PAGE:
def draw_many(turtle, length, num_drawings):
    for i in range(num_drawings):
        turtle.up()
        turtle.forward(350)
        turtle.right(144)
        turtle.down()
        draw_star(turtle, 100)

alex.up()
alex.backward(180)
alex.left(90)
alex.forward(50)
alex.right(90)
alex.speed(0)
draw_many(alex, 100, 5)
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# Think Python
# Chapter 3. Debugging
# https://runestone.launchcode.org/runestone/static/thinkcspy/PythonTurtle/Exercises.html

import turtle

window = turtle.Screen()

tut = turtle.Turtle()
tut.left(90)
tut.up()
tut.forward(180)
tut.left(270)
tut.backward(50)
tut.down()

for i in [3,4,6,8]:
    for number in range(i):
        tut.forward(100)
        tut.right(360/i)

##############################################
import turtle
window = turtle.Screen()

tut = turtle.Turtle()

for i in range(5):
    tut.forward(100)
    tut.left(180-36)


#############################################
import turtle
window = turtle.Screen()
window.bgcolor("green")

tut = turtle.Turtle()
tut.up()

for i in range(12):
    tut.forward(100)
    tut.down()
    tut.forward(10)
    tut.up()
    tut.forward(15)
    tut.stamp()
    tut.backward(125)
    tut.right(360/12)

################################################
import turtle

window = turtle.Screen()

amber = turtle.Turtle()
amber.color("red")
amber.speed(0)
amber.up()
amber.left(90)
amber.forward(100)
amber.right(90)
amber.down()

for i in range(180):
    for a in range(4):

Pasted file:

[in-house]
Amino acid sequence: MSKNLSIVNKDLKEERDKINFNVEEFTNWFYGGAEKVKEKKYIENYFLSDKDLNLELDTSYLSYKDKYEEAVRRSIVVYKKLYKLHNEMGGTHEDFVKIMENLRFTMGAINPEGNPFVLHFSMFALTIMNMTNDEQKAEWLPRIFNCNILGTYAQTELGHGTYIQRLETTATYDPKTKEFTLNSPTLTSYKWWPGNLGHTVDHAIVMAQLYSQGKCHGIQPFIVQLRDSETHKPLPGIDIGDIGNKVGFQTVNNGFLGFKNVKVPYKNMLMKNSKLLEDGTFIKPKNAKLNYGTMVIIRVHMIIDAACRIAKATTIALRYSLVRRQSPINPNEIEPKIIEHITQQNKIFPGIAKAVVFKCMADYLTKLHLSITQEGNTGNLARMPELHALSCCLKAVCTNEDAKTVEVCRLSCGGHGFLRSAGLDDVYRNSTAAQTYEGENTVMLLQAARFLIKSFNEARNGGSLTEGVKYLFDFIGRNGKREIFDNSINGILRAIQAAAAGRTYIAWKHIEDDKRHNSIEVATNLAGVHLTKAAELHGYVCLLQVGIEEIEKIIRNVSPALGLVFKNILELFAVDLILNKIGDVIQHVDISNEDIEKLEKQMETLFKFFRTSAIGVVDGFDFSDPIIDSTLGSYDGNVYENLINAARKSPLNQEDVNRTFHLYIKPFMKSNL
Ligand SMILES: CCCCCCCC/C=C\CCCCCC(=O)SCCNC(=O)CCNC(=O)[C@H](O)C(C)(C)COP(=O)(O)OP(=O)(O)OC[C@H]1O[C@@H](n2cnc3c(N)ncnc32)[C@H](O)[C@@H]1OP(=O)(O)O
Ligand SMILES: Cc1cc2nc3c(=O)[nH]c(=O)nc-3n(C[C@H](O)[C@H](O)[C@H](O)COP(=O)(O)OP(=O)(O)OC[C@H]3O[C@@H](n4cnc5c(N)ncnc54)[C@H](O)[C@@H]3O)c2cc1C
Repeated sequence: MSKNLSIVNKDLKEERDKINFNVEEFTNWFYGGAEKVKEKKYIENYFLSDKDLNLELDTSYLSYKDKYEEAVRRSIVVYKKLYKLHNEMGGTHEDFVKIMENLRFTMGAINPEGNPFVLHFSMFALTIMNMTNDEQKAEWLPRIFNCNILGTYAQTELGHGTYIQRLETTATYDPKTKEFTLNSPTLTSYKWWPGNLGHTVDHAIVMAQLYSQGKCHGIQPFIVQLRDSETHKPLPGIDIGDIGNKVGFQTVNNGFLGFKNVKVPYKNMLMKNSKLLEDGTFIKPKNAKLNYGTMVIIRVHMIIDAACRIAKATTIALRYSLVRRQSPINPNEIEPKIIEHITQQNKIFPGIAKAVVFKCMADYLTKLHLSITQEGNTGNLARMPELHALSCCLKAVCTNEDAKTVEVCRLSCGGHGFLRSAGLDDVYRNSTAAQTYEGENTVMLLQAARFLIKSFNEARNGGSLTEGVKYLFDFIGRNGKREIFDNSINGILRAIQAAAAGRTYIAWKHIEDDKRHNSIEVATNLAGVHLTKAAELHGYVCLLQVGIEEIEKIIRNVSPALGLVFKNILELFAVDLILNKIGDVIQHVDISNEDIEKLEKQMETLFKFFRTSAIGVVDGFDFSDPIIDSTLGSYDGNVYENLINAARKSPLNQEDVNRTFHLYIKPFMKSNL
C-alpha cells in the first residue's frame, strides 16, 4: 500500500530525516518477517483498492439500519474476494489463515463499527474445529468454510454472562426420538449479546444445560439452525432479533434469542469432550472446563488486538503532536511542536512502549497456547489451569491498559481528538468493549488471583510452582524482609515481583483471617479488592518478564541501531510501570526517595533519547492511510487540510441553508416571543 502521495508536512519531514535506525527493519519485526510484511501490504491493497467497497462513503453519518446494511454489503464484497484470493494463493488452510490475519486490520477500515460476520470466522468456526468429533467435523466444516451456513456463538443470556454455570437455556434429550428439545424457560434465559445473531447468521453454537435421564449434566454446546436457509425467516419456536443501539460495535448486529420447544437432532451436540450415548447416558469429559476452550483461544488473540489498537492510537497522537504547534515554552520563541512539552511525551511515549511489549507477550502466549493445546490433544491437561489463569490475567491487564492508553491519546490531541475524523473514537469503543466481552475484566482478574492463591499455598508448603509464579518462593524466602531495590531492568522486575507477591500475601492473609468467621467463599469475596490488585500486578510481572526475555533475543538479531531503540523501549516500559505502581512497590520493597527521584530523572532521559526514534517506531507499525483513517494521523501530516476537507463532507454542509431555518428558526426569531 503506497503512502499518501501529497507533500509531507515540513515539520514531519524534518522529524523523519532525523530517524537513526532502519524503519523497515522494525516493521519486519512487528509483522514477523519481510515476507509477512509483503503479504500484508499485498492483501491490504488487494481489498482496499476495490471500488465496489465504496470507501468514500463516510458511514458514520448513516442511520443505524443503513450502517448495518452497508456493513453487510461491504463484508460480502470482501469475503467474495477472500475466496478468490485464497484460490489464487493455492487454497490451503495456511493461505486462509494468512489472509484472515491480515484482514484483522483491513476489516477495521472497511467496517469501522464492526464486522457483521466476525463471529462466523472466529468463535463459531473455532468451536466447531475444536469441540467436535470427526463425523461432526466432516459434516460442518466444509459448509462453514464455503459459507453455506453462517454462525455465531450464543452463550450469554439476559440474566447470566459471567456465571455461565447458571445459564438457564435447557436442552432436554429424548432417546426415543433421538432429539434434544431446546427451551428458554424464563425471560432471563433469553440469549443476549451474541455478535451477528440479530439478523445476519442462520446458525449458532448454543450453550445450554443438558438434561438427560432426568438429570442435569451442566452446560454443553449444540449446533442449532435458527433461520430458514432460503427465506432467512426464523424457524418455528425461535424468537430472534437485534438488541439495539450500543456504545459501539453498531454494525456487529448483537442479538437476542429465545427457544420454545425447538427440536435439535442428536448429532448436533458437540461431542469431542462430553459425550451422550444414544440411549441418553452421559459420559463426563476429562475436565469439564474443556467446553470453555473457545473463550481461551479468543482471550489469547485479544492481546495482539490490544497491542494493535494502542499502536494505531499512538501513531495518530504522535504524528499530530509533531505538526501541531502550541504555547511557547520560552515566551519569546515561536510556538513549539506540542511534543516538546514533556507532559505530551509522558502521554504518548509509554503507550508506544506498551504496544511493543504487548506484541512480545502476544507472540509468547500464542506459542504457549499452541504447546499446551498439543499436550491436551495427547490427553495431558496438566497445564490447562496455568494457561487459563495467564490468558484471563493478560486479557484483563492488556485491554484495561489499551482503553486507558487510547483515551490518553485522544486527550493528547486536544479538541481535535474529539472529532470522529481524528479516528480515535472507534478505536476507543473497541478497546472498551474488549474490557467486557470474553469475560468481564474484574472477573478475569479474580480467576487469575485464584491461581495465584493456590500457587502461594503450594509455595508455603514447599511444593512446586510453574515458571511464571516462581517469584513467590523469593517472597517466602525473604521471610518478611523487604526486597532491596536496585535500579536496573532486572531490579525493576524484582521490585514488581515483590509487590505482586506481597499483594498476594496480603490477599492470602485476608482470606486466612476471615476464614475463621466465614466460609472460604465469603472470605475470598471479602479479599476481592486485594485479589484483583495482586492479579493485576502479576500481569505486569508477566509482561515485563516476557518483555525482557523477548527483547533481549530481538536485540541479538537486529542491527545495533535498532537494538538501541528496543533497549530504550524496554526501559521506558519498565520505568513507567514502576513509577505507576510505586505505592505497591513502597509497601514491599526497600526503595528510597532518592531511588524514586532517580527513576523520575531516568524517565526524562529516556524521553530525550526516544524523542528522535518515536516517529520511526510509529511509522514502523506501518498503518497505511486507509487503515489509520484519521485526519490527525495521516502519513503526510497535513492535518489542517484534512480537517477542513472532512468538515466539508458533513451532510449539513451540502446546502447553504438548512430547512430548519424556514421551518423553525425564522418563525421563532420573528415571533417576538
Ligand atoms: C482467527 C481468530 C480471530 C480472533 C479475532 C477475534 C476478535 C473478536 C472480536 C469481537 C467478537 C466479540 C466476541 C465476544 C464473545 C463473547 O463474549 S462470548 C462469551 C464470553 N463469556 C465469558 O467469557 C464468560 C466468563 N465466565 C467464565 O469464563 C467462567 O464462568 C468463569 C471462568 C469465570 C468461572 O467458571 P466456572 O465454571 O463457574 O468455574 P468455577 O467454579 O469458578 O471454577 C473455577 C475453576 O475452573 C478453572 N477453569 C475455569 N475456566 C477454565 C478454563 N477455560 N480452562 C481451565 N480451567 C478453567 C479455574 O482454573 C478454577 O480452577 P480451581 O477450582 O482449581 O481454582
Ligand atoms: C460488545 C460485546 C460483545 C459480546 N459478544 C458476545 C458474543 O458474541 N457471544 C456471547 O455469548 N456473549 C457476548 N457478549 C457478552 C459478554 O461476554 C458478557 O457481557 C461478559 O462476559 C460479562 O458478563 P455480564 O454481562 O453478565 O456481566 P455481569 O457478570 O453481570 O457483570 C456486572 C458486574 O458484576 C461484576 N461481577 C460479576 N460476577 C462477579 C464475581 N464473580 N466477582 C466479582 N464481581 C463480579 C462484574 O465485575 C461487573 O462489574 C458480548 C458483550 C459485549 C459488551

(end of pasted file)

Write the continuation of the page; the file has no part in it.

amber.forward(70)
        amber.right(90)
    amber.right(2)

amber.color("yellow")
for i in range(180):
    for a in range(4):
        amber.forward(50)
        amber.right(90)
    amber.right(2)

amber.color("green")
for i in range(180):
    for a in range(4):
        amber.forward(25)
        amber.right(90)
    amber.right(2)

    
    
amber.color("black")
amber.right(90)
amber.forward(200)
#############################################
# Think Python
# Chapter 3. Debugging
# https://runestone.launchcode.org/runestone/static/thinkcspy/Debugging/Exercises.html
"""
You have a thermostat that allows you to set the room to any temperature between 40 and 90 degrees.
The thermostat can be adjusted by turning a circular dial. If you turn the dial all the way to the left, you will set the temperature to 40 degrees. If you turn to the right by one click, you will get 41 degrees. As you continue to turn to the right, the temperature goes up, and the temperature gets closer and closer to 90 degrees. But as soon as you complete one full rotation (50 clicks), the temperature cycles back around to 40 and starts over.
Write a program that calculates the temperature based on how much the dial has been turned. You should prompt the user for a number of clicks-to-the-right (from the starting point of 40 degrees). Then you should print the current temperature.
Here is an example of how your program should behave (When you see >>>, that line represents what the user is typing in):
"""

clicks_str = input("By how many clicks has the dial been turned?")
clicks = int(clicks_str)

clicks = clicks % 50 # will work for both, plus and minus, returns the data going the other way to get to the point

temperature = (40 + clicks) % 90
print(temperature)

# TODO calculate the temperature, and report it back to the user
Solutions to Think Python book